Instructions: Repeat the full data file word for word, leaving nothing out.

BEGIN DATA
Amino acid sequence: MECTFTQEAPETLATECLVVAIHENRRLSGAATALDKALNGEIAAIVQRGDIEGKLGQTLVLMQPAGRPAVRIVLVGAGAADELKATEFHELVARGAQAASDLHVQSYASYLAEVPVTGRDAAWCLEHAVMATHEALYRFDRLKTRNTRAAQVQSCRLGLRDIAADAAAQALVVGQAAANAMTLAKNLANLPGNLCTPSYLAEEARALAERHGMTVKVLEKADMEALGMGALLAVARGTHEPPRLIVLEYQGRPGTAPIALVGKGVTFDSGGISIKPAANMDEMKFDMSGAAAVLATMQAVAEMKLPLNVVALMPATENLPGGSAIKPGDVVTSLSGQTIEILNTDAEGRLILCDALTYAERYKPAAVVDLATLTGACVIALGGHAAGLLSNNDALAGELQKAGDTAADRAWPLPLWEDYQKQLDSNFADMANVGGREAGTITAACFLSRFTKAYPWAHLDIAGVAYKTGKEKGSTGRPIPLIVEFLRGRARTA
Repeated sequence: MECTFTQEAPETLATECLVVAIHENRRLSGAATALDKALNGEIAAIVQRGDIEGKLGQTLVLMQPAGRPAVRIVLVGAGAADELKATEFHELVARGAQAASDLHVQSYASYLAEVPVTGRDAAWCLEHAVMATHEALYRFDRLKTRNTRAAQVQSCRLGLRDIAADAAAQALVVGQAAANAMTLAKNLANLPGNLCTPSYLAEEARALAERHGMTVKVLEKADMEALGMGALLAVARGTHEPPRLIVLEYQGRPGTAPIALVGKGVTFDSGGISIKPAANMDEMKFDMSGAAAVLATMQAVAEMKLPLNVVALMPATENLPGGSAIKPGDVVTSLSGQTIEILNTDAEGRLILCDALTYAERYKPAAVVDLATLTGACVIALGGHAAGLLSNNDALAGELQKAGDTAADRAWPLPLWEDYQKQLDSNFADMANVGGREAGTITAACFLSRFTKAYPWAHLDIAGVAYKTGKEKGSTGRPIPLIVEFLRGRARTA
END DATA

Amino acid sequence: MECTFTQEAPETLATECLVVAIHENRRLSGAATALDKALNGEIAAIVQRGDIEGKLGQTLVLMQPAGRPAVRIVLVGAGAADELKATEFHELVARGAQAASDLHVQSYASYLAEVPVTGRDAAWCLEHAVMATHEALYRFDRLKTRNTRAAQVQSCRLGLRDIAADAAAQALVVGQAAANAMTLAKNLANLPGNLCTPSYLAEEARALAERHGMTVKVLEKADMEALGMGALLAVARGTHEPPRLIVLEYQGRPGTAPIALVGKGVTFDSGGISIKPAANMDEMKFDMSGAAAVLATMQAVAEMKLPLNVVALMPATENLPGGSAIKPGDVVTSLSGQTIEILNTDAEGRLILCDALTYAERYKPAAVVDLATLTGACVIALGGHAAGLLSNNDALAGELQKAGDTAADRAWPLPLWEDYQKQLDSNFADMANVGGREAGTITAACFLSRFTKAYPWAHLDIAGVAYKTGKEKGSTGRPIPLIVEFLRGRARTA
Repeated sequence: MECTFTQEAPETLATECLVVAIHENRRLSGAATALDKALNGEIAAIVQRGDIEGKLGQTLVLMQPAGRPAVRIVLVGAGAADELKATEFHELVARGAQAASDLHVQSYASYLAEVPVTGRDAAWCLEHAVMATHEALYRFDRLKTRNTRAAQVQSCRLGLRDIAADAAAQALVVGQAAANAMTLAKNLANLPGNLCTPSYLAEEARALAERHGMTVKVLEKADMEALGMGALLAVARGTHEPPRLIVLEYQGRPGTAPIALVGKGVTFDSGGISIKPAANMDEMKFDMSGAAAVLATMQAVAEMKLPLNVVALMPATENLPGGSAIKPGDVVTSLSGQTIEILNTDAEGRLILCDALTYAERYKPAAVVDLATLTGACVIALGGHAAGLLSNNDALAGELQKAGDTAADRAWPLPLWEDYQKQLDSNFADMANVGGREAGTITAACFLSRFTKAYPWAHLDIAGVAYKTGKEKGSTGRPIPLIVEFLRGRARTA